Newspaper article The Christian Science Monitor

Protecting Life Down on Colorado's Farms Counties Are Passing Laws to Prevent Former City Folk from Suing Farmers for Noise, Smells

Newspaper article The Christian Science Monitor

Protecting Life Down on Colorado's Farms Counties Are Passing Laws to Prevent Former City Folk from Suing Farmers for Noise, Smells

Article excerpt

Before dawn on Saturdays, long before city-dwellers stir from their sleep, farmers set up their bounty in open-air markets around the United States. It is a weekend ritual that delights urban residents, who fill their straw baskets with succulent tomatoes, onions, and sweet corn.

But urbanites' appreciation for farm-fresh goods sometimes diminishes when they transplant themselves to the country. Suddenly, the sounds and smells necessary to produce a ripe melon or quart of milk become an unwelcome reality.

As metropolitan areas nationwide spill into traditional farmland, tensions are rising between those who make their living from the land and newcomers with dreams of peace and pastoral views. From California's fertile San Joaquin Valley to the temperate Carolinas, farmers are increasingly the target of "nuisance" lawsuits from new neighbors. To protect them, local governments are taking the unusual step of enacting tough right-to-farm laws.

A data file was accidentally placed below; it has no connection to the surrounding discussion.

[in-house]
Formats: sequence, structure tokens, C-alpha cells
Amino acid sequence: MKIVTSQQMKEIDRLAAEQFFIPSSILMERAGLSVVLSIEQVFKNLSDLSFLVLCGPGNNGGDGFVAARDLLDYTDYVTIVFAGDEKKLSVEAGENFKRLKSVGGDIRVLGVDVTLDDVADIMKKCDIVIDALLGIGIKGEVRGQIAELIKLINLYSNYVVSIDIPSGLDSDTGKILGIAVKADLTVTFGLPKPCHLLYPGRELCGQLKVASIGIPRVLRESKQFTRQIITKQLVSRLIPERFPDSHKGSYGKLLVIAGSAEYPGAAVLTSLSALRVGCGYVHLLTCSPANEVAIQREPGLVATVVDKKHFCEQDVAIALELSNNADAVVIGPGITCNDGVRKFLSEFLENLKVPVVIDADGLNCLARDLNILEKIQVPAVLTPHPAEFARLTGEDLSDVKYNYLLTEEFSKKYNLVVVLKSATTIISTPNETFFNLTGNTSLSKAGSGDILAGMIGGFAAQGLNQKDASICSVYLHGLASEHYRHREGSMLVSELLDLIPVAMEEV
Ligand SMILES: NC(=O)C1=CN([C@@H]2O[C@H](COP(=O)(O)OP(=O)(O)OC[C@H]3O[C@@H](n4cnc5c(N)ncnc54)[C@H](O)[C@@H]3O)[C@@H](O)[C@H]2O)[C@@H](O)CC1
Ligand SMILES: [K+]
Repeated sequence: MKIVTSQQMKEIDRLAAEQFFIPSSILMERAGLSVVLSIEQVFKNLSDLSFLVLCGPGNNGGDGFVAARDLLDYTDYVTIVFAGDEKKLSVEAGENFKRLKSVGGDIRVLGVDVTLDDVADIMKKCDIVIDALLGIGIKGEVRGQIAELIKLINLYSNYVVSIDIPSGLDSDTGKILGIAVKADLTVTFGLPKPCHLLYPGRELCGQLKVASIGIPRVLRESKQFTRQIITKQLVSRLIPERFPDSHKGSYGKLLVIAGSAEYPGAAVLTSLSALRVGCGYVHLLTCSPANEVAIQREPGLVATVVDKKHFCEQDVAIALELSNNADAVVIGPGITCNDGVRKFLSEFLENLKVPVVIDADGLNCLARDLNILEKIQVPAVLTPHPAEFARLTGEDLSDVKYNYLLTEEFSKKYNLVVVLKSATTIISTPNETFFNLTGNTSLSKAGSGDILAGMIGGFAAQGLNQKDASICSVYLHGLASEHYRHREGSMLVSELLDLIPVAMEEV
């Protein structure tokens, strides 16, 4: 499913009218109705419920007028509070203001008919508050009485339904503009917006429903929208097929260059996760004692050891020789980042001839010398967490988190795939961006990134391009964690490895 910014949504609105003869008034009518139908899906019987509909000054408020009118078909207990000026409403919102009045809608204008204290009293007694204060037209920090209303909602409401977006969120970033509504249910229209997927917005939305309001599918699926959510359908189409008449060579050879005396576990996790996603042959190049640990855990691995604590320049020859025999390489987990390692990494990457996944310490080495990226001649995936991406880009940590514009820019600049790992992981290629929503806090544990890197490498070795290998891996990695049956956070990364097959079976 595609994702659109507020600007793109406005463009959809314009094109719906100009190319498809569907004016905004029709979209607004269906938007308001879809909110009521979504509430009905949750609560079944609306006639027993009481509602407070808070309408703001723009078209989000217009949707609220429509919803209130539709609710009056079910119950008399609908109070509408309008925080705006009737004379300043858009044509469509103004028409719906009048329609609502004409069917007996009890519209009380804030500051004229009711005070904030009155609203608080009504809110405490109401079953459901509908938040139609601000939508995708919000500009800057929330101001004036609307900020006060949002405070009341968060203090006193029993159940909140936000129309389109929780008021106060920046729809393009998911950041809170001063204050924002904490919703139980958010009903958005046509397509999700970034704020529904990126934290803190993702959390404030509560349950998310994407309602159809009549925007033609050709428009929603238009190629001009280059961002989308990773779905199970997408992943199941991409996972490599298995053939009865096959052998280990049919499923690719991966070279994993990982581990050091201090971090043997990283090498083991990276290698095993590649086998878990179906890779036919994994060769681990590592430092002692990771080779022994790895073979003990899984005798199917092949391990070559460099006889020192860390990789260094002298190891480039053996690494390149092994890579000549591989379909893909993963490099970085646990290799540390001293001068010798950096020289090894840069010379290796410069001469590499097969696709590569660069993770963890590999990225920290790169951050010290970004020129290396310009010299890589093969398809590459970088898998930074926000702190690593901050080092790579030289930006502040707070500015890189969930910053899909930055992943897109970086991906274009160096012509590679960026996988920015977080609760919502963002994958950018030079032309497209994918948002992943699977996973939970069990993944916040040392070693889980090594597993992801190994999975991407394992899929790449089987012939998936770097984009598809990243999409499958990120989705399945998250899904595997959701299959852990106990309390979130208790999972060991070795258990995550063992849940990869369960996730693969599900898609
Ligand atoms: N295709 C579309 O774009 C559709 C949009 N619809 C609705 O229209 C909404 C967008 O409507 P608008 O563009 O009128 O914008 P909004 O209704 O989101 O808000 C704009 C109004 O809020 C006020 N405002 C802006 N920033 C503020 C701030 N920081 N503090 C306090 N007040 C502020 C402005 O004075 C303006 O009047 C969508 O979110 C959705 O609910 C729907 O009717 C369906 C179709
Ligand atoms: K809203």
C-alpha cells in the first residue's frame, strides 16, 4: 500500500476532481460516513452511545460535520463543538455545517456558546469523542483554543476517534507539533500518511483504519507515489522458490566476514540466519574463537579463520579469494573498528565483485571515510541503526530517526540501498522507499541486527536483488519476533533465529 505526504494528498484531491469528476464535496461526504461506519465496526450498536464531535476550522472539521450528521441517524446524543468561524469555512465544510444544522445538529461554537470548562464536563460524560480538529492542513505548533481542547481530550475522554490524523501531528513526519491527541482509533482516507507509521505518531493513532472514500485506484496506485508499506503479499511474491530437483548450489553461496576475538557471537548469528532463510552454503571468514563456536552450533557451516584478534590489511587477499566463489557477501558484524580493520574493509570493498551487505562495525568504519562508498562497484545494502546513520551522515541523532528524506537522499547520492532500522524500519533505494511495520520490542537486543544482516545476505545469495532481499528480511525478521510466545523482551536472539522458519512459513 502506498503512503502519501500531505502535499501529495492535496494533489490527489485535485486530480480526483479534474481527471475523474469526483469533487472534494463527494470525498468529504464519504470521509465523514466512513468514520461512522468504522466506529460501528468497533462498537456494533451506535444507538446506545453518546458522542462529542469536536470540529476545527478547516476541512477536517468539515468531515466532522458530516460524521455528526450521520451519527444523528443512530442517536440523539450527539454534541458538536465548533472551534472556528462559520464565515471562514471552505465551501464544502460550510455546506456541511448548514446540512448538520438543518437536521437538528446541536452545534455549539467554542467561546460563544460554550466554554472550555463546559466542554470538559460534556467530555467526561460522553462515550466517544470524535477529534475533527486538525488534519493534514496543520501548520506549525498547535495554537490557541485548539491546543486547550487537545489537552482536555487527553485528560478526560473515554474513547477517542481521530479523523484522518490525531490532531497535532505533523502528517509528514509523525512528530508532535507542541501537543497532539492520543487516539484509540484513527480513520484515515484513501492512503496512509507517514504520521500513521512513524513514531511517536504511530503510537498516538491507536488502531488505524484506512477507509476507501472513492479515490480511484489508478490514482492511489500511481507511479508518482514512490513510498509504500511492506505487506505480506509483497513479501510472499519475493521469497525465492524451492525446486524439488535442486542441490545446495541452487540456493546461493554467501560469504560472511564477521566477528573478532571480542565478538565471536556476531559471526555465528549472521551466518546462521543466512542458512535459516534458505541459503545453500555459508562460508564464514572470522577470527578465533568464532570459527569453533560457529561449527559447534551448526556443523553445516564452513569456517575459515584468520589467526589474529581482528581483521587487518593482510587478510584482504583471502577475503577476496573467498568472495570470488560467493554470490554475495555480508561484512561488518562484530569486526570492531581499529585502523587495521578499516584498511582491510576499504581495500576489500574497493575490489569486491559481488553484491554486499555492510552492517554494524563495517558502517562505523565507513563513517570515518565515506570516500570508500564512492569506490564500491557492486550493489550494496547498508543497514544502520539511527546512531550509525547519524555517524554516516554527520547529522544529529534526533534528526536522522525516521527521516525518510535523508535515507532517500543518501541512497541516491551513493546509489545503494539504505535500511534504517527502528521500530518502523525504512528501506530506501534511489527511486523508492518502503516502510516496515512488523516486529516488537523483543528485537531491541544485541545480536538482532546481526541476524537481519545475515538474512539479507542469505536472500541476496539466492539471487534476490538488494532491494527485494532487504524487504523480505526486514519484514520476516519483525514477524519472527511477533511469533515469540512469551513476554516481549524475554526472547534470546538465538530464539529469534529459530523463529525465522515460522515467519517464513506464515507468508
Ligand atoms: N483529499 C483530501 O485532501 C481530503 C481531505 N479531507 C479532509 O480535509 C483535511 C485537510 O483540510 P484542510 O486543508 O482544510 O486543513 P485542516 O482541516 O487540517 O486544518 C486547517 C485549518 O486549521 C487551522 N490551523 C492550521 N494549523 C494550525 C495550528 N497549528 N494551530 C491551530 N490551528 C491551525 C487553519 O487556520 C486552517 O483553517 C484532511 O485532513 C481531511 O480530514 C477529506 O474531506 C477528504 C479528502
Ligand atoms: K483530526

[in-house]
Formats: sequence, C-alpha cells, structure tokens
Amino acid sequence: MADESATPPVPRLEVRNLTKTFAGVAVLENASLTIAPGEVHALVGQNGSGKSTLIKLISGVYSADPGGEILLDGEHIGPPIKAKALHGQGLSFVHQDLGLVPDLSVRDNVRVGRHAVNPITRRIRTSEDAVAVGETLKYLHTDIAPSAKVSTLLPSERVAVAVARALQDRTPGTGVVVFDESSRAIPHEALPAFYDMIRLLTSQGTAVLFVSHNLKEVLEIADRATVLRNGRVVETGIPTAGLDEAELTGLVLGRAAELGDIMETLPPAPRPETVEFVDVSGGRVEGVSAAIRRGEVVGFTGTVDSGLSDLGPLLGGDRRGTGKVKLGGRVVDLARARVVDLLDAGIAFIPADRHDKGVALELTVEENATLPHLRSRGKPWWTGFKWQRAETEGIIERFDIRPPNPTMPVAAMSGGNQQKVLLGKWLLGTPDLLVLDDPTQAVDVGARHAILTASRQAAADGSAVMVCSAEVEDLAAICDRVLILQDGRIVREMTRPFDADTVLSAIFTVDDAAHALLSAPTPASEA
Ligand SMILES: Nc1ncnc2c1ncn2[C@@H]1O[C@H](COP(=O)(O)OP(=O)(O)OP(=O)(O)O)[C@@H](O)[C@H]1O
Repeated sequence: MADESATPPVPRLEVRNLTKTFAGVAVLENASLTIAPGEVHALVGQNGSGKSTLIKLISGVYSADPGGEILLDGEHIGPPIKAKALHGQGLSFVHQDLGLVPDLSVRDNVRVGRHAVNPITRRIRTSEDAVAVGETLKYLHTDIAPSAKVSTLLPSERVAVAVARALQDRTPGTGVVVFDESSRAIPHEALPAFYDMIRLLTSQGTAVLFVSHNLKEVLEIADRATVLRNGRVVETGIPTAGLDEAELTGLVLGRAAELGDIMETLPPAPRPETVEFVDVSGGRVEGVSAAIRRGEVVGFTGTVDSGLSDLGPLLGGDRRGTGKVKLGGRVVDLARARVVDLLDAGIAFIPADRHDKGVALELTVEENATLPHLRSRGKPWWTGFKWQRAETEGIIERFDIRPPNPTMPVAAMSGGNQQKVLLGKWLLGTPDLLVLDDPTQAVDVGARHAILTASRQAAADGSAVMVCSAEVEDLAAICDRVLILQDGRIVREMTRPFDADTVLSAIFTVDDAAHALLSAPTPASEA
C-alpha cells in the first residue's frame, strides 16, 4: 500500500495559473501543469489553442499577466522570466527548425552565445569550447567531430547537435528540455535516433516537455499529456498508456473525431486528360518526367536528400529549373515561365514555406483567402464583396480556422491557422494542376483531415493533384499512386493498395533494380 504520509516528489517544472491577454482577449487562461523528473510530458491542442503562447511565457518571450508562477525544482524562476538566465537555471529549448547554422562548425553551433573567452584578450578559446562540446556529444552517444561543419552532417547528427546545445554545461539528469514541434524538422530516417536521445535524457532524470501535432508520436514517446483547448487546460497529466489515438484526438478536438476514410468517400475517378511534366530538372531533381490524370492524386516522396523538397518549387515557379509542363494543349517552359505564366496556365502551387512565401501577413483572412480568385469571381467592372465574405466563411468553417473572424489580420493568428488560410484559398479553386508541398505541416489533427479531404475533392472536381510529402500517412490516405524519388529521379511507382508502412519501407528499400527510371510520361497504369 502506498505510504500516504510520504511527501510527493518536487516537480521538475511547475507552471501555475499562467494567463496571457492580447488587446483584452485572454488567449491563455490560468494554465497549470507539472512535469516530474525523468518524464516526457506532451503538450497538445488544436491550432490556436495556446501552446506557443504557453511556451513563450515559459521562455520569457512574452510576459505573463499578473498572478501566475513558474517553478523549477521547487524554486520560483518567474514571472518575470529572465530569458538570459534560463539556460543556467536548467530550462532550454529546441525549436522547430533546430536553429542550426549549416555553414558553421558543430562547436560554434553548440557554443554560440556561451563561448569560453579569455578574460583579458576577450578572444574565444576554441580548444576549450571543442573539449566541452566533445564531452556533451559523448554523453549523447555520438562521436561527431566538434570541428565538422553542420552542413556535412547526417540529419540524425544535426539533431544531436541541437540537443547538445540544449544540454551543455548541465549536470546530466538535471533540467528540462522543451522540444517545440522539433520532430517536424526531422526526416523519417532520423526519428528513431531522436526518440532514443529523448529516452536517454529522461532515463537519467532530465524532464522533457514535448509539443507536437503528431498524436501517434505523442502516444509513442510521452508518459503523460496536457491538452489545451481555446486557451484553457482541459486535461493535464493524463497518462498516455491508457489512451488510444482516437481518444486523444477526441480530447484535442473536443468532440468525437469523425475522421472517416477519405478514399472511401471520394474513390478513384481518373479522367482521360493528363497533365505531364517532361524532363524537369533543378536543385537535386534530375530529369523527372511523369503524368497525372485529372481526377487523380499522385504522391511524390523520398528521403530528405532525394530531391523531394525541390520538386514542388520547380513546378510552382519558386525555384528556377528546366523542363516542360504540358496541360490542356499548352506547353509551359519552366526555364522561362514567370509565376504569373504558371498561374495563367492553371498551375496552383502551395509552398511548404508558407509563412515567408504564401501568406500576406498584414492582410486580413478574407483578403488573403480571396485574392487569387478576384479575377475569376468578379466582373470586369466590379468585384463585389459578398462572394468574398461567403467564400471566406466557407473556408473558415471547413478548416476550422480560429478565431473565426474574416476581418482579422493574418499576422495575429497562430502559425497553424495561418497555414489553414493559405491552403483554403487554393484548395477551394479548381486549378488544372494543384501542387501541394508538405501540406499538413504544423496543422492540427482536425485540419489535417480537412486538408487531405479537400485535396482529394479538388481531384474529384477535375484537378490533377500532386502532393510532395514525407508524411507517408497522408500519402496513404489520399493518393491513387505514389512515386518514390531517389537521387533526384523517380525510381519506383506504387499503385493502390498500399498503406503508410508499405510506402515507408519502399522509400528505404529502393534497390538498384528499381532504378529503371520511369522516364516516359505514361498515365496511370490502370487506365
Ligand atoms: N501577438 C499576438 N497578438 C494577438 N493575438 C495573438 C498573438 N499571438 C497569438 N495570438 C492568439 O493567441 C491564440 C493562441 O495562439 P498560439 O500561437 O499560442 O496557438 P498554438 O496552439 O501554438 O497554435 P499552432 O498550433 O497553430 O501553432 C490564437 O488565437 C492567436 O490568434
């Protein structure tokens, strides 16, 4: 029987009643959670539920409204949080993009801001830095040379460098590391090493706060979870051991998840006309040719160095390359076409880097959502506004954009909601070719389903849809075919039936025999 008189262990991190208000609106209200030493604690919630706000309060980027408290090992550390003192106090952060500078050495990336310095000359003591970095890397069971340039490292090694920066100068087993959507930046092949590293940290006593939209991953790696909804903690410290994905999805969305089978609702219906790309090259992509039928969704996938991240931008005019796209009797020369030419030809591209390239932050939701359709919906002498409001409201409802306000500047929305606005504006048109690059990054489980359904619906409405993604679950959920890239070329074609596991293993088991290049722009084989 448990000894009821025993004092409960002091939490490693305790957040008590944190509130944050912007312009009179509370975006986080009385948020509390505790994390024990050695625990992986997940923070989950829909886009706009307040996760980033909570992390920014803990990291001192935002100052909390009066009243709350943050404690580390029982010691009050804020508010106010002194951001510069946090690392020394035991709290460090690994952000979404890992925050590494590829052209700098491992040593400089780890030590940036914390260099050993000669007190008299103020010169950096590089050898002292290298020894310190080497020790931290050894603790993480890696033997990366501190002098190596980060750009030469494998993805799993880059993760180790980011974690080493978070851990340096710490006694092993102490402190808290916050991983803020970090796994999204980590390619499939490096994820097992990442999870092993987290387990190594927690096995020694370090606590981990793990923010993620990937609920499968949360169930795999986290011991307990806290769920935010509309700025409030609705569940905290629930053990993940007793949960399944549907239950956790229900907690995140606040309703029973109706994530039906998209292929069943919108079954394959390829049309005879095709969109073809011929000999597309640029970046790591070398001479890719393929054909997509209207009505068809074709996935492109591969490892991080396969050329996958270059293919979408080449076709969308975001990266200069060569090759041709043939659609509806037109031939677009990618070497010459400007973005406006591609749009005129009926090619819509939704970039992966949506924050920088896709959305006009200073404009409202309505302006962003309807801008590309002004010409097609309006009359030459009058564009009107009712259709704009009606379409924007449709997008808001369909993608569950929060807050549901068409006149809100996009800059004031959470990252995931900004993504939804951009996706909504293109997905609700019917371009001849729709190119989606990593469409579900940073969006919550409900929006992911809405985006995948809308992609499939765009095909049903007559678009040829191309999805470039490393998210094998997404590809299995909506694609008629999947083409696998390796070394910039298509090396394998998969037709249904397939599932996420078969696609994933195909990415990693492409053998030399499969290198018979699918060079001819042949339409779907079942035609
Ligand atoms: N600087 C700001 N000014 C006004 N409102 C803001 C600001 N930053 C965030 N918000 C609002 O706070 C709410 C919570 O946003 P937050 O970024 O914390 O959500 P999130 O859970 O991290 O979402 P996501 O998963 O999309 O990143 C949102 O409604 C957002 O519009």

In Colorado, where the population has increased by one-fifth since 1990, Larimer County Sept. 2 became the 10th county to establish a Right to Farm and Ranch policy.

"We're saying that agriculture was there first, it's important, and we support it," says county commissioner John Clarke. "If it comes down to a conflict, we're going to take the side of agriculture."

The new policy stipulates that anything that qualifies as part of normal agricultural activity - from noise and dust to slow-moving farm equipment - shall not be considered a nuisance.

"We're hoping this will bring on a better education process," says Bob Hamblen, a cooperative extension agent at Colorado State University in Fort Collins.

"People from the city want some elbow room. They see a beautiful site, and they say, 'Man, I want to live there!' " adds Mr. Hamblen, who worked to pass the legislation. "But they don't realize what they're getting into."

Traditionally, rural areas were inhabited almost exclusively by agricultural producers, so raising awareness about the hazards of country life simply wasn't an issue. Indeed, homesteaders often lived under the same roof as their livestock so they wouldn't have to brave the winter elements to tend them. …

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